Dr. James Chandler, N.D.,  Ph.D - Chandler Naturopathic Health Center
Chandler Naturopathic Health Center

The need for iodine

     A somewhat rare element, iodine is utilized by every cell of the body.  It is most concentrated in the glands of the body, especially the thyroid gland.  Large amounts are also stored in the salivary glands, breast, ovaries, gastric mucosa, cerebrospinal fluid and the brain, and the ciliary body of the eye (just behind the iris).  Iodine is considered to be antibacterial, anti parasitic, antiviral (three great reasons why we used iodine tablets to purify water in the armed forces), anticancer, elevates pH, and is a mucolytic agent (expectorant).

Vitamin B-12 Could it be B-12?

     Today, I close out the discussion on B vitamins with a lookat B-12, my favorite B vitamin.  VitaminB-12, Methylcobalamin, is said to be the most “chemically complex of all of thevitamins.”  Its beautiful ruby red colorcertainly makes it the most beautiful of all of the vitamins.  It is the name of a group of essential biologicalcompounds known as cobalamins.  Thesecolalamins, similar to hemoglobin in the blood, contain cobalt instead ofiron.  There are two forms of B-12, thefirst is cyanocobalamin.

Vitamin B-11 Pteryl-hepta-glutamic acid

    Vitamin B-11 is a member of the B complex family of vitamins.  Sometimes referred to as vitamin S or S factor, B-11 is also considerate a folate (like B- 9) and is a derivative of B-9.  Folate and folic acid derive their names from theLatinwordfolium(which means "leaf"). Green leafy vegetables are a primary source of this nutrient, however, in Western diets bread and cereals fortified with folate may be a larger dietary source.  An argument can be (and has been) made that enriched sources (bread and cereal) may not provide the absorption  levels from leaf vegetables and in fact, be of no help at all.

Do you want stronger hair and nails? Vitamin B-7 may be your answer.

     Most mothers have encountered the condition called "cradle cap".  The condition is characterized by a baby's dry and scaly scalp.  Biotin deficiency maybe responsible. 
     Biotin assists in cell growth, in the production of fatty acids (omega 3, 6, 9), assists in the metabolism of carbohydrates, fats, and protein, and in the utilization of other B complex vitamins.   Healthy hair and skin depend on sufficient quantities of biotin.

The "Beauty" Vitamin: PABA Vitamin B-10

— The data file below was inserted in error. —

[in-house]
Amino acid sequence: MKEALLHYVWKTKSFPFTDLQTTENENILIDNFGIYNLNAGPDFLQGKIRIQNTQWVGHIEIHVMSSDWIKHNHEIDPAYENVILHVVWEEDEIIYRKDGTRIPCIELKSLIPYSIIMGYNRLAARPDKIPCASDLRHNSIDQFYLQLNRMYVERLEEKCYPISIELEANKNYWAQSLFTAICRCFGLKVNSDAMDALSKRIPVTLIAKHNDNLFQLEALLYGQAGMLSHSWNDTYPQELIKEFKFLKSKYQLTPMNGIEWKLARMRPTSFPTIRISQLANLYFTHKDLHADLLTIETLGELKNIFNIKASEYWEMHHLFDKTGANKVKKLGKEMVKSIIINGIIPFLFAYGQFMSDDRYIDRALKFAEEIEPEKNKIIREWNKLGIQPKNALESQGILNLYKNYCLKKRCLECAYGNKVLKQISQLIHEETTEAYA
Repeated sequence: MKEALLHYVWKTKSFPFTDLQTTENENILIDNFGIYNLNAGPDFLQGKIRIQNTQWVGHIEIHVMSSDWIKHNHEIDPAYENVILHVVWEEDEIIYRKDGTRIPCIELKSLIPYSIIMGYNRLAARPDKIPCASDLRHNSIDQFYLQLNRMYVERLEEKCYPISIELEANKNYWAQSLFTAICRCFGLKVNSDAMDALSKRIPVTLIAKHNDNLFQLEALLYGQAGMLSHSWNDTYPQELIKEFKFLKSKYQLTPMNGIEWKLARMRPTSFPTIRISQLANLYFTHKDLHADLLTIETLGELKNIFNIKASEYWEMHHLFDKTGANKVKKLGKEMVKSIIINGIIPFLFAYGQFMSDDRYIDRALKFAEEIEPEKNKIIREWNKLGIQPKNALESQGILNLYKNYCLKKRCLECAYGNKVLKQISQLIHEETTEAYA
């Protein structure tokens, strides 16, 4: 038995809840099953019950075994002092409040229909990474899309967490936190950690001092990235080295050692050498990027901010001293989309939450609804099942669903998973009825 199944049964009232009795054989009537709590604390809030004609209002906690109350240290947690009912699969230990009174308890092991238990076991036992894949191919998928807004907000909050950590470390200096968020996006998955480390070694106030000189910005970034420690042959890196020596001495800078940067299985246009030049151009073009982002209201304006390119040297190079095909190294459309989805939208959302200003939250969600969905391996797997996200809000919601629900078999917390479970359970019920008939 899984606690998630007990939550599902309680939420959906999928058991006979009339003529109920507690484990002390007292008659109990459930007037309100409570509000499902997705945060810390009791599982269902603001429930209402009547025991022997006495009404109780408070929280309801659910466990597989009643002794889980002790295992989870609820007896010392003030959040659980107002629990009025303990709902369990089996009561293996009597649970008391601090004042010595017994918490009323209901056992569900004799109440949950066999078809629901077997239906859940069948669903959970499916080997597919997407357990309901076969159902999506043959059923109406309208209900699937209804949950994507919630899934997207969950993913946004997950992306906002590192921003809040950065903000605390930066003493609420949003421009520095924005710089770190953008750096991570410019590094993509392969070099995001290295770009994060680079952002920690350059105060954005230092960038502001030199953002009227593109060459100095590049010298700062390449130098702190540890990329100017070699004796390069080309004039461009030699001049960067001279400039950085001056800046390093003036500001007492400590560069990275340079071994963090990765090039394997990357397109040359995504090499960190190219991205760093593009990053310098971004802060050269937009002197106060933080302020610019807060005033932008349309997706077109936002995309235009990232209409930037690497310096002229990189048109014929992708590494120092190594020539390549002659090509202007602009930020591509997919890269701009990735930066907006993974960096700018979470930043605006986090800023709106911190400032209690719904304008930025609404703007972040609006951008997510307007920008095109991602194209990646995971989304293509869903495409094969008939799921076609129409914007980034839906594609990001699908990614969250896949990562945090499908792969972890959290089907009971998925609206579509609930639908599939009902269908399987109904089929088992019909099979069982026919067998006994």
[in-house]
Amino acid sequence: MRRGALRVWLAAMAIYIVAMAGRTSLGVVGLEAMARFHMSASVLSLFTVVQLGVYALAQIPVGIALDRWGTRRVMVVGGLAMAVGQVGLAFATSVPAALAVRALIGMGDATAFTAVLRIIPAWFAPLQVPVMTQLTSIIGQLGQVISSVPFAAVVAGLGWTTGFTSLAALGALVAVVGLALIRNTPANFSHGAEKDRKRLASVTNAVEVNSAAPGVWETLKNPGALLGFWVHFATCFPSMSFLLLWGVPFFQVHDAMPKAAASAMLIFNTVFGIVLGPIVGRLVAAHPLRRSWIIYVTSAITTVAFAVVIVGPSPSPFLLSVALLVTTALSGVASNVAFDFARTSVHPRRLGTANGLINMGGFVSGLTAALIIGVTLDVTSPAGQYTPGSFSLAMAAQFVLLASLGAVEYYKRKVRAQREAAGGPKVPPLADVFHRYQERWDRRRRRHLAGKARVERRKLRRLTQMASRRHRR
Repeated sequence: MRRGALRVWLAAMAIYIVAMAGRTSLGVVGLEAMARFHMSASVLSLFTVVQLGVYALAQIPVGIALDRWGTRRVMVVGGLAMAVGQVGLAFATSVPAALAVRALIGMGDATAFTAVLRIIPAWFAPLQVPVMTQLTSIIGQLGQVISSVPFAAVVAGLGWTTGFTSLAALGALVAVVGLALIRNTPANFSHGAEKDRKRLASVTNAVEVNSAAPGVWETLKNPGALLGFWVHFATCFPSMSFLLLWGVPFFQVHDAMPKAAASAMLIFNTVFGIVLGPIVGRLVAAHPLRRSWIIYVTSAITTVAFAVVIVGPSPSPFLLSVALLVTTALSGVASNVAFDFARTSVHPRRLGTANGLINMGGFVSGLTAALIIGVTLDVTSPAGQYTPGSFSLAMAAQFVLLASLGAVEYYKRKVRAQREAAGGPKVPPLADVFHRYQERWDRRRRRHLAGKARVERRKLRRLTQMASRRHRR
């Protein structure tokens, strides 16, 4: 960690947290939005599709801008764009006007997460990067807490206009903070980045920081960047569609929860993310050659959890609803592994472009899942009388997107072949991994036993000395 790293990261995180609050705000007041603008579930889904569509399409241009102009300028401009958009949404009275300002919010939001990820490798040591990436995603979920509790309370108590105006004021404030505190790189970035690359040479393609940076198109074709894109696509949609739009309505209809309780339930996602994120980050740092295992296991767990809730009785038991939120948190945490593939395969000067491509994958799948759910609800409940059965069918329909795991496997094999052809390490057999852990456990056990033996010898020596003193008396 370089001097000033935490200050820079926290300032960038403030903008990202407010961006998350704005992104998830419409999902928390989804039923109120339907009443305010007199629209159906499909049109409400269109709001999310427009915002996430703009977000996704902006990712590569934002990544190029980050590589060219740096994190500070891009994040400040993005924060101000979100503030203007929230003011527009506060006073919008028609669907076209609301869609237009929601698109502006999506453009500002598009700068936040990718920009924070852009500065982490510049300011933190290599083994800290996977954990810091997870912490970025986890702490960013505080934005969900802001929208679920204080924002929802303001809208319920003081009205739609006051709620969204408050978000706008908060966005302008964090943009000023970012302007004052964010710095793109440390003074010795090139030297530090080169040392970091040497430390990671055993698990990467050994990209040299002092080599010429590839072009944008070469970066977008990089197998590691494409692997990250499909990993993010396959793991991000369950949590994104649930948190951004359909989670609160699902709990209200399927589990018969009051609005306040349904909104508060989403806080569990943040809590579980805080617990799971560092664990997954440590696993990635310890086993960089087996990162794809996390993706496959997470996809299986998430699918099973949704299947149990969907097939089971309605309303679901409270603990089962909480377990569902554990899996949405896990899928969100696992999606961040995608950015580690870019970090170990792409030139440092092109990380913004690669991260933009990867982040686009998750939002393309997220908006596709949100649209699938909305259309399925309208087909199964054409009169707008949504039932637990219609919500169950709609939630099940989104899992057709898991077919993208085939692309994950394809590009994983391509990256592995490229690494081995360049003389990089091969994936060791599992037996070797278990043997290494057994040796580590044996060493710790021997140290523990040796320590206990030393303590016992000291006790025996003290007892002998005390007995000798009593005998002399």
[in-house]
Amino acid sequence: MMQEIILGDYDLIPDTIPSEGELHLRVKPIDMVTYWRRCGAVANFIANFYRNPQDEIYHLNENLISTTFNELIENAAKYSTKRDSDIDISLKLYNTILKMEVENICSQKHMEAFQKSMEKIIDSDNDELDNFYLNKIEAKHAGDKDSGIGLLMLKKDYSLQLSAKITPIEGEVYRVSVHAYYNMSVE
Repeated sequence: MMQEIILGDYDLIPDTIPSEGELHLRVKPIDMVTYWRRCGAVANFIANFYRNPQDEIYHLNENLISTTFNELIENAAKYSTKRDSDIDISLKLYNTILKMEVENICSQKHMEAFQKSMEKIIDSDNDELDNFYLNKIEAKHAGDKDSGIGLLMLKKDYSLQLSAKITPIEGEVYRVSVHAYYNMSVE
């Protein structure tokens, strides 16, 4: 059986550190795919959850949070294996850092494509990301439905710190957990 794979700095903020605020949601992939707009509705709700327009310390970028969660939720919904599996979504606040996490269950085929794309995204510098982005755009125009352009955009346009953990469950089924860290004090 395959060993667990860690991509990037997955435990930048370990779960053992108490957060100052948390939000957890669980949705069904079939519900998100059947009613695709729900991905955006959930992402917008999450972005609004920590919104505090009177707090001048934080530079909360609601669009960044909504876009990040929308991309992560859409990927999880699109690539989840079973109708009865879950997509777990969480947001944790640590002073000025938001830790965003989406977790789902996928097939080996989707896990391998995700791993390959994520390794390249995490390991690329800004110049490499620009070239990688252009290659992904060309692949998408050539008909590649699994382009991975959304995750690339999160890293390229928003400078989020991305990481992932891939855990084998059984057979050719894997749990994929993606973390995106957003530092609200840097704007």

Vitamin B-10, also known as PABA (para-aminobenzoicacid) is commonly used as a skin protector against pollution and sun damage.  Its anti-inflammatory and anti-allergenic properties are essential in the growth and regulation of skin cells and in the normal pigmentation of the skin.  PABA helps protect against sunburn by reducing the absorption of ultra violet -B radiation thus, helping to prevent skin cancers.
     PABA is a constituent of folate and helps in the assimilation of pantothenic acid (B-5).

Folic Acid, The Brain Food (B-9)

     Pteroylglutamic acid (PGA), also known as folic acid, folacin, and folate (B-9), is needed for the formation of red blood cells and in the production of energy. It is a key player in strengthening immunity through aiding in the formation of and functioning of white blood cells.  B-9 is important in the healthy cell division and replication through it's coenzyme properties involved in DNA and RNA.  Folate also helps in the regulation of homocysteine levels (an amino acid that if is unregulated can lead to hardening of the arteries).

Vitamin B 8 Inositol and IP6

     Inositol, also called vitamin B-8, is a widely-occurring nutrient generally considered to fall somewhere within the broad B-complex family of vitamins. Inositol is vital for hair growth.  It has a calming effect and assists in reducing blood cholesterol levels.  Inositol helps prevent hardening of the arteries.  It is important in the formulation of lecithin and in cholesterol and fat metabolism and helps remove fat from the liver.
     Low levels of this important vitamin can lead to arteriosclerosis, constipation, hair loss, high blood cholesterol, irritability, mood swings, and skin eruptions.

About Pyridoxine (Vitamin B-6)

     Hi and welcome to the sixth installment of the B-complex vitamins.  This vitamin (B-6 - Pyridoxine) is arguably involved in more functions of the body than most any other single nutrient, affecting both physical and mental health.  Physically, it helps those who suffer with water retention, it is necessary for the production of hydrochloric acid necessary for proper digestion, it assists with the absorption of fats and proteins, assists in maintaining the balance of sodium and potassium within the body, and promotes red blood cell formation.

Pantothenic acid (B-5)

     Stressed out?  Pantothenic Acid is known as the antistress vitamin.  It is used in the production of adrenal hormones, aids in the conversion of fats, proteins, and carbohydrates into energy, aids in vitamin utilization, and in the formation of antibodies.
     B-5 is required and found in all cells of the body with concentrations of the vitamin found in organs.   It is an essential element in the make up of a vital chemical responsible for many necessary metabolic function (Co-enzyme A).

Adenine (Vitamin B-4)

Vitamin B-4 is one of the B complex vitamin.  it shares the same properties as the other in this complex in that it is water soluble.  There is little known about B-4 Adenine and it's characteristics.  What is known is that this vitamin acts as a co-enzyme with other substances.  Some of these interactive substances help to produce energy from the mitochondria (the energy producer of each cell).    B-4 Adenine is involved in that energy production cycle.
Sources of B-4.
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